When about 40 protesters gathered at the University of Virginia School of Law library April 25 to chase off Jason Kessler, one man was arrested—and it wasn’t the one who brought hundreds of torch-wielding white supremacists to Grounds.
Eric Martin, a local activist and theologian, entered the private room where Kessler was studying, sat down, and quietly began reading The Rise and Fall of Apartheid. On October 2, Judge William Barkley found Martin guilty of trespassing and sentenced him to 30 days in jail, with all of the time suspended on the condition of two years of good behavior. He has also been banned from UVA for life.
Martin says he entered the room because he and the other protesters were unsure whether university officials were providing a safe space for Kessler.
“I just thought it would help clarify the status—does he have a private office or not?” Martin told C-VILLE in May. “And the second thing I thought was, ‘Hold up. They had eight months to protect their students by barring this white supremacist who brought people that maced and beat students and beat one of the librarians into a stroke.’”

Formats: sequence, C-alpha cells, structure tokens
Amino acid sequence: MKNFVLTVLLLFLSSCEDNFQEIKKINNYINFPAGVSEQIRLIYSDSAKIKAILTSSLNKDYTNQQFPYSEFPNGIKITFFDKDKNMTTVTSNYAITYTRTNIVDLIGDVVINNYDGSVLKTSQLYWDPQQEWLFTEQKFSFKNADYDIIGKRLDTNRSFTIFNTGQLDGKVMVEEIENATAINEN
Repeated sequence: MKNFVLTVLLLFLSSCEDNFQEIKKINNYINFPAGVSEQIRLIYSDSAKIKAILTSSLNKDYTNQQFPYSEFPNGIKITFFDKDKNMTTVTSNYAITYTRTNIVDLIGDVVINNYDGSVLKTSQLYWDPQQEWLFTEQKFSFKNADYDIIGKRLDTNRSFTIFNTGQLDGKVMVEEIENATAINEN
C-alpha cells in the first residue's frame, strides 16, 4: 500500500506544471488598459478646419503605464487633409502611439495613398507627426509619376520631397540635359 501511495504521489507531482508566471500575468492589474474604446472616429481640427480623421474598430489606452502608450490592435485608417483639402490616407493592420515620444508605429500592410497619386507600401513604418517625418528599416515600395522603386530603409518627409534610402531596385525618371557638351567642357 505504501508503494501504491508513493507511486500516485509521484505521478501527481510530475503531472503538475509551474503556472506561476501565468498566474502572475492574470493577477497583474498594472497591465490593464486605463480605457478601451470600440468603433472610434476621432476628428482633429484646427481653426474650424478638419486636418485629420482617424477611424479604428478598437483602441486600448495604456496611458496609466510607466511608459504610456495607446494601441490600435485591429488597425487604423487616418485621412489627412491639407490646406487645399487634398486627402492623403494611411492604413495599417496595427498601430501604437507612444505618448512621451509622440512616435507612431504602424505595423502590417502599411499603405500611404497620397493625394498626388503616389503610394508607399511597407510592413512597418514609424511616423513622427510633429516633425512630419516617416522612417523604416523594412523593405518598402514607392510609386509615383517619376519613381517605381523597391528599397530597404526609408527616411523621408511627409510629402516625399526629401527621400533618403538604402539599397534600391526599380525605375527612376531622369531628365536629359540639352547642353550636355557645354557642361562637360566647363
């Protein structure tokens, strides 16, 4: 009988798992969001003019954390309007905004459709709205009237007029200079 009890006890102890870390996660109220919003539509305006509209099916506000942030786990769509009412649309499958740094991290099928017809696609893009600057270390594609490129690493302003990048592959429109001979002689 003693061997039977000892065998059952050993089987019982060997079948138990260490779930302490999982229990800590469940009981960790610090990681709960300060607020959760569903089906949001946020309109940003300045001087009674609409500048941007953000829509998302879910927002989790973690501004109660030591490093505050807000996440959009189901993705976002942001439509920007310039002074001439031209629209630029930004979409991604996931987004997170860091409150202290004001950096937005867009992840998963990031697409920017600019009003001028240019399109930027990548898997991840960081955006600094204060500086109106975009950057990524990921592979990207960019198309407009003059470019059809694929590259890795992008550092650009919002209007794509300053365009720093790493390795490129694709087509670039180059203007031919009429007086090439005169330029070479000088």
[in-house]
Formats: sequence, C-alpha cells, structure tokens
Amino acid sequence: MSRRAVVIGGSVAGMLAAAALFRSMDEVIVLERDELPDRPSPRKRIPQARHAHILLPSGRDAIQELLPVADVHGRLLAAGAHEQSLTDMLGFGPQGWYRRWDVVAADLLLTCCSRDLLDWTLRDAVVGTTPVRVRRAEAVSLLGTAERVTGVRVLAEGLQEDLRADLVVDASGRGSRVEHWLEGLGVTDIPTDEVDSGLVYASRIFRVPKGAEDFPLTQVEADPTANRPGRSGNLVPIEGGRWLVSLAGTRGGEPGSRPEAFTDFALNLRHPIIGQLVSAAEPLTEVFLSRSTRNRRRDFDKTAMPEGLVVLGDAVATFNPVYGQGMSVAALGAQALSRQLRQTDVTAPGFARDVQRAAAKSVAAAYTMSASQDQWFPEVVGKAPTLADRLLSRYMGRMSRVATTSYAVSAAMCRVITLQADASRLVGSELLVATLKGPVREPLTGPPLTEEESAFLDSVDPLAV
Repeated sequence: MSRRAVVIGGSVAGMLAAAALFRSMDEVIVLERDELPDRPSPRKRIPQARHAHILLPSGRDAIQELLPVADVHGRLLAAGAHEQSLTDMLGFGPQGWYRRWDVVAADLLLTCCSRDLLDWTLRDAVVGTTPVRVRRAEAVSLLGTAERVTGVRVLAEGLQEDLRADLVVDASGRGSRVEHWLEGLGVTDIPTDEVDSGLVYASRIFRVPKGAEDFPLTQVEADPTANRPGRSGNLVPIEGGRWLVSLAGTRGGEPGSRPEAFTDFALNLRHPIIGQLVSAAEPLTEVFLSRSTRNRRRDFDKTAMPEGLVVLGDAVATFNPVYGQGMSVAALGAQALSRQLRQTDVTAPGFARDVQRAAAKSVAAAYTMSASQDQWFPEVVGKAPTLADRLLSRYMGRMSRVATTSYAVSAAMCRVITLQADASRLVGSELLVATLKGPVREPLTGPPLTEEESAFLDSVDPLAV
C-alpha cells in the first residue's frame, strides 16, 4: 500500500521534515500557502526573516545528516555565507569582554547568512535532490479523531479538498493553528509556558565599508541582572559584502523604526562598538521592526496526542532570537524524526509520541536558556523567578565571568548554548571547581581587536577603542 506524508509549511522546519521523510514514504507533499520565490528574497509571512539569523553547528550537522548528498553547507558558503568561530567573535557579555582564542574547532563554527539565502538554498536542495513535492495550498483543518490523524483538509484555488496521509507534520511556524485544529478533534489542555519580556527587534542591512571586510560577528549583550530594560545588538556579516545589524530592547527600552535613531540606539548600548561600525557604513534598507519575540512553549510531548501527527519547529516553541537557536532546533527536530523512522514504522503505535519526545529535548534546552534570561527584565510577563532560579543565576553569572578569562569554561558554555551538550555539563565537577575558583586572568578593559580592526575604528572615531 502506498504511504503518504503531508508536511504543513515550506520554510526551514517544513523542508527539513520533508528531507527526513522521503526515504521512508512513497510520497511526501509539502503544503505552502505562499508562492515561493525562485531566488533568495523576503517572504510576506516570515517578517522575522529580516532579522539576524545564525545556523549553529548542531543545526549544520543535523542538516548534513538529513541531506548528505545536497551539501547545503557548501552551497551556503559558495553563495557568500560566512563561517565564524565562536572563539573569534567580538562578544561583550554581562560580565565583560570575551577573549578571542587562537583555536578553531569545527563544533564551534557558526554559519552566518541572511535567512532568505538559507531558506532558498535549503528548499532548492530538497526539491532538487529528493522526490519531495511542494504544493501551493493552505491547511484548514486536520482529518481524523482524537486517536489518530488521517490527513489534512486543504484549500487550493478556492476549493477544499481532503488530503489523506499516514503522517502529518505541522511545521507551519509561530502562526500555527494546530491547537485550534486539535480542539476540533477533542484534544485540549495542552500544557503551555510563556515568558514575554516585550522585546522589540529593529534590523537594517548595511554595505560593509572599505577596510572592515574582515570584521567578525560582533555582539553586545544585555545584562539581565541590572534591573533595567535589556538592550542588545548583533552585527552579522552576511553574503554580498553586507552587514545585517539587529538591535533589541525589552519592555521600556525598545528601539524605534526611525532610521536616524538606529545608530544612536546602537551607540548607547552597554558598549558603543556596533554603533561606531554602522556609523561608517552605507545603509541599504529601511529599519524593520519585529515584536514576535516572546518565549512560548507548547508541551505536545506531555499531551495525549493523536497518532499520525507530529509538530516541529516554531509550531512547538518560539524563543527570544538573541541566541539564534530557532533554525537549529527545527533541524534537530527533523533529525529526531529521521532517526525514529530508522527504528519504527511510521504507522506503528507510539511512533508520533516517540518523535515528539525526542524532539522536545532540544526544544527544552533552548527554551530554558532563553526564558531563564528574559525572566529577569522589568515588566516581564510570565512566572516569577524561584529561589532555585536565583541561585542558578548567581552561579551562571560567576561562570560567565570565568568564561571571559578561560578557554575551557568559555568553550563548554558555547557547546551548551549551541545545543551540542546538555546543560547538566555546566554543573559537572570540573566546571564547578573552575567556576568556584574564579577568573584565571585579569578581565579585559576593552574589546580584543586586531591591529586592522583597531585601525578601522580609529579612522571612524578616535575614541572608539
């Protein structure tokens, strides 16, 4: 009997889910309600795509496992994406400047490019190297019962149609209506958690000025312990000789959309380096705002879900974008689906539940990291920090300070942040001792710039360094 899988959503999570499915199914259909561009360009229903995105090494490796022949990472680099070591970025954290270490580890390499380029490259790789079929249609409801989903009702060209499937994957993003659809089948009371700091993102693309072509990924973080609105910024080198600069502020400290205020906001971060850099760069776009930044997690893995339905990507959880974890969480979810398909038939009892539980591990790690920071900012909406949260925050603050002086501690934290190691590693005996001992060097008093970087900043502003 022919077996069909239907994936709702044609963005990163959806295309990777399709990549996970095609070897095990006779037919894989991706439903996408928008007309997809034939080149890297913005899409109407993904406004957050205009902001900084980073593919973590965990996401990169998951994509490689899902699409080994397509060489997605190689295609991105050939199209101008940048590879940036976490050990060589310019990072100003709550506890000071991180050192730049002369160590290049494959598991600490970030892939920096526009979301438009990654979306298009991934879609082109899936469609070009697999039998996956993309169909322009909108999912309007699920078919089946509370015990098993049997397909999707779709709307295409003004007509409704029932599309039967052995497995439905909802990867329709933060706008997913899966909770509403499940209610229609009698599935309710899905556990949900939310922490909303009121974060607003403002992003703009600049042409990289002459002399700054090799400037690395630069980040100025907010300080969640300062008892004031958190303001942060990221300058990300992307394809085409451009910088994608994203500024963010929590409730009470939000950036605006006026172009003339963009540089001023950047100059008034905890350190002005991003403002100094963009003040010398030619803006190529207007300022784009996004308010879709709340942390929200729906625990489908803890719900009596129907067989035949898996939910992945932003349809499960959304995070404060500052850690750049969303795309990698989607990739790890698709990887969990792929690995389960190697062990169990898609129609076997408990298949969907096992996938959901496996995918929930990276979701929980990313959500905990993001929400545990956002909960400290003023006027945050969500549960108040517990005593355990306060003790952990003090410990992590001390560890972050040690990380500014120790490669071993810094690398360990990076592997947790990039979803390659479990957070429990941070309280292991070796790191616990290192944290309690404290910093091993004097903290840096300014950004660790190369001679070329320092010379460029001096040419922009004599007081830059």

A Charlottesville police officer and Stephen Parr, the law school’s chief administrative officer, asked Martin to leave the private librarian’s room. When Martin politely declined, as heard on a police body cam video shown in court, he was arrested for trespassing and removed in handcuffs.
Martin has appealed his conviction, and a trial date will be set in December, according to his attorney, Bruce Williamson.
“You don’t go to courtrooms for any kind of justice,” said Bill Streit, Martin’s friend, supporter, and fellow theologian, outside the courthouse. “If we lived in a just society, there would be no racism. White supremacy would be reconciled by justice.”
Kessler, meanwhile, has been banned from Grounds for four years.
In other white supremacy-related court news, Tyler Davis, the Florida man accused of participating in the August 12, 2017, Market Street Parking Garage beating of DeAndre Harris, pleaded not guilty to malicious wounding in Charlottesville Circuit Court on October 4. He’ll go to trial in February, while two others who participated in the beating have already been found guilty and are serving six and eight year sentences.
And Baltimore-based KKK leader Richard Preston was in the same courtroom that day, to request new counsel for an appeal.
In May, Preston pleaded no contest and was found guilty of firing a gun within 1,000 feet of a school on the day of the Unite the Right rally, when Corey Long famously pointed an improvised flamethrower in the vicinity of the Klansman. Both men claimed to be acting in self-defense, and Preston was sentenced to four years in prison.
In entering the no contest plea, Preston waived all rights to an appeal, says legal expert David Heilberg. However, if Preston wants to object to the advice he received from his lawyer, he has to exhaust the state appeals process first before he can file a habeas petition to complain about the legal representation he got.